You may have been seeing more of Jenny Sanford, Governor Mark “Appalachian Trail” Sanford’s soon-to-be-ex wife, because she’s doing a lot of publicity in promotion of her new memoir, Staying True. As I’ve written before, I like Jenny Sanford. I respect the way she has handled herself, for the most part, with grace and dignity. However, with the release of this book and a seeming rush to capitalize on her family’s breakup, she’s beginning to lose me as a fan. She was on The Daily Show last night, and it wasn’t just Jon Stewart who was uncomfortable (If anyone can tell me how to embed video from TDS on my WordPress blog, let me know. Copying and pasting the embed code doesn’t work). Stewart is a divorced kid, like me, and his joke about how after his parents’ divorce, his mom “only said bad things about my dad on the radio, not national TV” rang true for me.
Sanford discussed with Barbara Walters how heartbreaking it was for her sons to read their father’s emails to his mistress online. However, she seems unable to see that it’s equally heartbreaking that they might see their mother on television, discussing their father’s infidelity, or that they might read about that infidelity in their own mother’s memoir. As I’ve said, I’ve got nothing but respect for Jenny Sandford for a lot of things– not standing next to Mark at his tearful press conference, being willing to attempt to reconcile, being strong enough to admit when reconciliation wasn’t working.
But as a divorced kid, I can’t help but feel for her boys. My parents got divorced when I was five years old, and though things got ugly sometimes, and though there was some bad mouthing, and some custody games, and a lot of unpleasantness, my mother never discussed with me the particulars of the marriage’s breaking point. In fact, it wasn’t until a couple of years ago that I learned the divorce occurred in part because of infidelity on my father’s part. And you know what, I’m grateful for that. Thanks to my mother’s discretion, in my mind, my dad got to remain a great dad. And he was! Now that I’m an adult and married, I can look back and see that maybe he wasn’t the best husband to my mother, but it doesn’t change the way I feel about him, or my memories of growing up with him. Now that I’m an adult, I can also understand the nuance of my parents’ divorce in a way that I wouldn’t have if I had been given the details when I was younger, when my father would have become a bad man in my eyes because of what he had done. I’m not sure her memoir and publicity tour will allow Jenny Sanford’s sons to understand their parents’ divorce in the same way.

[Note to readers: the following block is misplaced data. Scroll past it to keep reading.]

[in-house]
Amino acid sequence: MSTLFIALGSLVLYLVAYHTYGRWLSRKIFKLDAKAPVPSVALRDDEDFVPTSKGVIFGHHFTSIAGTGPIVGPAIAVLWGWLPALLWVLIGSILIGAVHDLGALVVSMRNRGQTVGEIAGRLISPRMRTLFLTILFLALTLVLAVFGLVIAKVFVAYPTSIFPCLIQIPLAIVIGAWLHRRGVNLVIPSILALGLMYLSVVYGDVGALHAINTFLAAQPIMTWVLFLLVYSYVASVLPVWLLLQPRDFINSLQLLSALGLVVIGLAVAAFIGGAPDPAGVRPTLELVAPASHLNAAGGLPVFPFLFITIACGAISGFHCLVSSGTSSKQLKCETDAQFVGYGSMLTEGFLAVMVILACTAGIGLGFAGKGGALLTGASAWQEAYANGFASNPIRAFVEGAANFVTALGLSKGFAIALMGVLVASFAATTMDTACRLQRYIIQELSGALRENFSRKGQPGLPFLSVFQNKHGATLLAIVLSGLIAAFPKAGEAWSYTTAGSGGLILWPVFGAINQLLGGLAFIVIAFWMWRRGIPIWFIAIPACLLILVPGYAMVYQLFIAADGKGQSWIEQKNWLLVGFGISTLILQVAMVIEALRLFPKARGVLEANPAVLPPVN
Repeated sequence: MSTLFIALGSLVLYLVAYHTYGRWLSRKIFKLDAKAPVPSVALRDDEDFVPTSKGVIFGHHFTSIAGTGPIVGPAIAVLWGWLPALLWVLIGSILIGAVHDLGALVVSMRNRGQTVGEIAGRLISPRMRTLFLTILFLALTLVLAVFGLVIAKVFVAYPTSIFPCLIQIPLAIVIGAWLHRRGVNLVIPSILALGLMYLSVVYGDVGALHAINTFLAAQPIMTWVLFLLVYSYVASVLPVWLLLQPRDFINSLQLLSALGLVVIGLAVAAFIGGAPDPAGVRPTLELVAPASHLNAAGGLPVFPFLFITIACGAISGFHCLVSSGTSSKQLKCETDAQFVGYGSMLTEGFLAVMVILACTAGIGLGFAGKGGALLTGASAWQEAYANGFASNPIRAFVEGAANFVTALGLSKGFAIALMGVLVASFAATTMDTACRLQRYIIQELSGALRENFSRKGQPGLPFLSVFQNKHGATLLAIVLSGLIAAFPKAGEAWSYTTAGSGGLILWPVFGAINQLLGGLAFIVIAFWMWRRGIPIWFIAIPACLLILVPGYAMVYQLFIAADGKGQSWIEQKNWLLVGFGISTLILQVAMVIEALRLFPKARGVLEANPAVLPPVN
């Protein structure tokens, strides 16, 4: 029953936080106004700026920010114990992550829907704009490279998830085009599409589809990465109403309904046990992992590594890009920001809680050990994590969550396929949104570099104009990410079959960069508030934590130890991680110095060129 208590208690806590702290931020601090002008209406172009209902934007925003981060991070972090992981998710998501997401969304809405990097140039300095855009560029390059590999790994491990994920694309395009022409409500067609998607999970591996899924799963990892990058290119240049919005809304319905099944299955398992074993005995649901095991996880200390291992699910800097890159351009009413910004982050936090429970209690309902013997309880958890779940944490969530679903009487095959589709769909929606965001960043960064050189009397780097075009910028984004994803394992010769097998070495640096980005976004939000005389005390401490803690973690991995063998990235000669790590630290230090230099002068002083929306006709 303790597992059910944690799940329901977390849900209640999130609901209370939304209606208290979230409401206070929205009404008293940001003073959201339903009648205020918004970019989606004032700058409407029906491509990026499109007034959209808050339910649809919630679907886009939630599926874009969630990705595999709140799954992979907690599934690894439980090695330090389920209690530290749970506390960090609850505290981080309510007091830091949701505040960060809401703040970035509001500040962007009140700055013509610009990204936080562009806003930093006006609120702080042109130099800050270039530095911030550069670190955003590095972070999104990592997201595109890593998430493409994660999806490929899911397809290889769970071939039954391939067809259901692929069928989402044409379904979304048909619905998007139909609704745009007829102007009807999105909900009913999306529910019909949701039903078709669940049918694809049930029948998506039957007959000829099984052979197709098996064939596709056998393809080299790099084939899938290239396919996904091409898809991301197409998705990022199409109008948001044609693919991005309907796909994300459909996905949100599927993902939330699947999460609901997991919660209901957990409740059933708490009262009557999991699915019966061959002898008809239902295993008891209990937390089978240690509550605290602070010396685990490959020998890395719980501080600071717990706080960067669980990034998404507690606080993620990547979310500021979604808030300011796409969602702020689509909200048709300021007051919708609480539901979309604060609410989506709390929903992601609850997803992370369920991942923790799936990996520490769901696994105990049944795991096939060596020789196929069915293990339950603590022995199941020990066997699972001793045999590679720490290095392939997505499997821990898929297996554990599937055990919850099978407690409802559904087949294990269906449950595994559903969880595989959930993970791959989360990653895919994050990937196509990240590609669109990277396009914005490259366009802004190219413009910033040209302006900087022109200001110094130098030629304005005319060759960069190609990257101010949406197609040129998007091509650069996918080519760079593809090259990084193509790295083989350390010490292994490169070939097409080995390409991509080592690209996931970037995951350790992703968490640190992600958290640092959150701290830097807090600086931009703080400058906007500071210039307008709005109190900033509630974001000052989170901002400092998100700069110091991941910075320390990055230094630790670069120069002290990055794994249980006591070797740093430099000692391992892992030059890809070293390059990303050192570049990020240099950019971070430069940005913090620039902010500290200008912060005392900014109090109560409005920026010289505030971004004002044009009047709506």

What Mark Sanford did was wrong. He broke his vows (maybe?), he made himself into a hypocrite, and he made a fool of himself on a national stage. And one day, his children should know the truth about him. But they also deserve to have a child’s memories of their own father– untainted by adult realities like infidelity and details about other women’s “tan lines.” Because as I’ve learned, it’s possible to have a great dad who isn’t such a great husband.
(Though I should note that I’m very very blessed to have a wonderful stepmother, who has been married to my father for something approaching 20 years, and my father is, by all accounts, a great husband to her.)